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The Economy and it’s Impact on Seniors

Wow! Have you ever heard so much doom and gloom in your life? These are times when the waves of bad news coming out of Washington and the news sources about the economy can make you just want to give up or even “stay indoors.”

For some of you, this may seem like deja vu (the Depression), and for others, like me, this is our first time experiencing this large of a downturn.

However, there has never been a time to be more proactive in making decisions about long term care, how to pay for that care, and how to protect as many assets as possible so that your loved ones can take care of themselves.

Let us talk about some of the impact I see on seniors. At the same time as the value of our savings has decreased in situations where the savings are in the market, the cost of long term care has increased. The result is that the ratio of the value of assets ( now lower in value) versus the cost of care (now higher) is a negative for families – a larger portion of a person’s assets will be used to pay for long term care.

Compounding the problem is that families paying for long term care are cashing in greatly depreciated assets (e.g., selling mutual funds that have gone down in value because of the dropping market). Many relied on income generated from investments to supplement their social security, and still others have lost huge amounts in their retirement plans. Others took mandated required minimum distributions from their IRAs at a time when the market was down, compounding the decreased value in their IRAs.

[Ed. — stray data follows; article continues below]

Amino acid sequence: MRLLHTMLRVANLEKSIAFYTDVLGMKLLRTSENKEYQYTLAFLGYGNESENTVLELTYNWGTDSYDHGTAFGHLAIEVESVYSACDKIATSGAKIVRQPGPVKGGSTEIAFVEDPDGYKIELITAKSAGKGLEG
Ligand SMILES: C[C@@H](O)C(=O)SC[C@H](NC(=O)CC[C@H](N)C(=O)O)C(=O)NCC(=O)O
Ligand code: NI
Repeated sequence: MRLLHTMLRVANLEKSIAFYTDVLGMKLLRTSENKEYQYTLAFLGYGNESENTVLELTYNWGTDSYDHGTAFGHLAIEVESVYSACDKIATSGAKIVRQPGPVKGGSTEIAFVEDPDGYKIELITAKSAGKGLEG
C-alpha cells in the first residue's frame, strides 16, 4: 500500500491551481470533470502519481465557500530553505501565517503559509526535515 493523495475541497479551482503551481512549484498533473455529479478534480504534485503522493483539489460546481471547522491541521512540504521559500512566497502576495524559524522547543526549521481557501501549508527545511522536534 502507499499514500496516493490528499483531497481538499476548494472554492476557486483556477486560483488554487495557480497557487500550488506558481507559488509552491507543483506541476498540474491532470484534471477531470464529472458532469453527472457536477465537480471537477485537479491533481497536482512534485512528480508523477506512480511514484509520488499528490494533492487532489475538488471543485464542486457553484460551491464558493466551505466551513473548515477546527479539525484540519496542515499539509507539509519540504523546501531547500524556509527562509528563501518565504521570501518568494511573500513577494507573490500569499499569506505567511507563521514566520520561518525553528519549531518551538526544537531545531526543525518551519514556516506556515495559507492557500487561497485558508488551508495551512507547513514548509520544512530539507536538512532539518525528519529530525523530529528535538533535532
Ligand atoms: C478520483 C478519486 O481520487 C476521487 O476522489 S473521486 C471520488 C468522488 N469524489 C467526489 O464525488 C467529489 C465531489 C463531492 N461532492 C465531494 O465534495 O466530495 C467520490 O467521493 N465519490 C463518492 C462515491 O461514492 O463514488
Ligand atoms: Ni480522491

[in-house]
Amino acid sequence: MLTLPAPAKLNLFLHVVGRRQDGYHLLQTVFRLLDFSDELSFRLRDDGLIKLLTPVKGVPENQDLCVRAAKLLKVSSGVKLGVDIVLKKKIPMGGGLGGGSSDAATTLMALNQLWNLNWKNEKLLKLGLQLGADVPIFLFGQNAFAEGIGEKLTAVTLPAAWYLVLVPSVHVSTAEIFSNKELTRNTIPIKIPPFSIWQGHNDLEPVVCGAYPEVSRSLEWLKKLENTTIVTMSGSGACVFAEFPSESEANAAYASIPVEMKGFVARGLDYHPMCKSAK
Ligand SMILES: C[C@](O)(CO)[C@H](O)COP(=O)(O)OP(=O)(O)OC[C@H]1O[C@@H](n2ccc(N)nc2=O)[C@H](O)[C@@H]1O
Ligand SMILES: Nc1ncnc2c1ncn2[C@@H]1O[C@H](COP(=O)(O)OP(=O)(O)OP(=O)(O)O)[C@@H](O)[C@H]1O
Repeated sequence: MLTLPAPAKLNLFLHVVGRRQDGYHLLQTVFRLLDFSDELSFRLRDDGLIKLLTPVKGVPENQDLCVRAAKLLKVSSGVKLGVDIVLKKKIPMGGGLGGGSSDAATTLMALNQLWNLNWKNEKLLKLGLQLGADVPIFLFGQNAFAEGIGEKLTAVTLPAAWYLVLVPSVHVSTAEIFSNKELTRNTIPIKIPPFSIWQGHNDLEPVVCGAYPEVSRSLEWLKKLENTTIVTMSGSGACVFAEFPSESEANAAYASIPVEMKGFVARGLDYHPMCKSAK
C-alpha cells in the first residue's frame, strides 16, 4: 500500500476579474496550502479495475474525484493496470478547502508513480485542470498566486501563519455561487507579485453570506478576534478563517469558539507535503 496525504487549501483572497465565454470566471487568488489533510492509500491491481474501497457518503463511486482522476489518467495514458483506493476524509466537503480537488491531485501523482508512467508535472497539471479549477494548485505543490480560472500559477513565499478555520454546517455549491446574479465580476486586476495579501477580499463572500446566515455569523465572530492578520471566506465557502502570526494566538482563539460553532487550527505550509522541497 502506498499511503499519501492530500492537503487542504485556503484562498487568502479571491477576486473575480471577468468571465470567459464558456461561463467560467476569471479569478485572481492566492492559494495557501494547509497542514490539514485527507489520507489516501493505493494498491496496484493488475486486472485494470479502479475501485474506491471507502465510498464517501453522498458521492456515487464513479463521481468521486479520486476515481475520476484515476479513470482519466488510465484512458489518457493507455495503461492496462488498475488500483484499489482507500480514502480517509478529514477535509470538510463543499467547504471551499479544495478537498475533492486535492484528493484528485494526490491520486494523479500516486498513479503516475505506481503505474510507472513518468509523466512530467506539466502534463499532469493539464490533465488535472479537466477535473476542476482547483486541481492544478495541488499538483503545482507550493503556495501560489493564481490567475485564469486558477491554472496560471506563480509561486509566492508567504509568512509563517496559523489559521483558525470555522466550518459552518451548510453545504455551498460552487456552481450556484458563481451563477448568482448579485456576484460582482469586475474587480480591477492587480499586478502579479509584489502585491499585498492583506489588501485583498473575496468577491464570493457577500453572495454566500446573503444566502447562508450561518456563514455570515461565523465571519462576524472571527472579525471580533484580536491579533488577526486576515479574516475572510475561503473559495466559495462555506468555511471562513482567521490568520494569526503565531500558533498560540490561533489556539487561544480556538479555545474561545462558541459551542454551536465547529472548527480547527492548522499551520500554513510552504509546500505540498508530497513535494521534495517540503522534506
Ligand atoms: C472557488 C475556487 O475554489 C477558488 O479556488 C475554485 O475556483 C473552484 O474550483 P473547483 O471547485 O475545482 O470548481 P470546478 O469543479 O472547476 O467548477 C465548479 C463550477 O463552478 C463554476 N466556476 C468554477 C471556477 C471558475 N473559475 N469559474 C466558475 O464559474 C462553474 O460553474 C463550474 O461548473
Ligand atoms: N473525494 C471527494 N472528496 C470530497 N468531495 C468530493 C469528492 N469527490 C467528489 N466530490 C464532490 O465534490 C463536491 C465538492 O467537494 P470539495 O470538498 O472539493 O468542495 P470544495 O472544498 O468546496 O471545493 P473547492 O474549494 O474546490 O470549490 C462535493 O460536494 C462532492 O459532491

Is the end in sight? No, not for the foreseeable future. Most “experts” say (guess, in my book)

that the recovery will be a long one.

So it is time to take action. Here are some tips.

  • Plan for long term care. This long term care“elephant” is in the room. Whether it is using long term care insurance, protecting assets or wise investments, take action. Be sure that you have all of the essential documents in place so that if someone becomes incapacitated, the plan can be carried out. That means being sure that there are

Powers of Attorneys for healthcare and financial decisions, Living Wills, and Wills in place.

  • Get good care. We like to tell our clients that our goal is that they be able to find, get and pay for good care. Good care will save you money in the long run by reducing the chance of expensive medical procedures. Try to avoid making decisions about care based totally on money. Explore other alternatives for paying for care or obtaining alternative care.
  • If you or a loved one has a chronic illness,take action now. Consider outside resources (such as home health, the Area Agency on Aging and others); coordinate government benefits (such as

Medicare, SSDI, home and community based services, and Medicaid); and determine how you

can preserve assets for the chronically ill person or that person’s spouse or care givers.

  • Consult with a financial advisor so that you can avoid selling assets that have greatly dropped in value (assuming that the advisor feels that the asset has a chance of recovering in value in the future).
  • Do not panic. We are here to help you. The outlook is not all dim. Elsewhere in the newsletter, you will find an article about increased funding for Medicaid thanks to the Economic

Stimulus Recovery Act passed just this month.

Congress has suspended for one year, required minimum distributions from peoples’ IRA for the year 2009. The Economic Stimulus Recovery Act was passed and should provide some recovery or at least stop the free fall that we have been experiencing.


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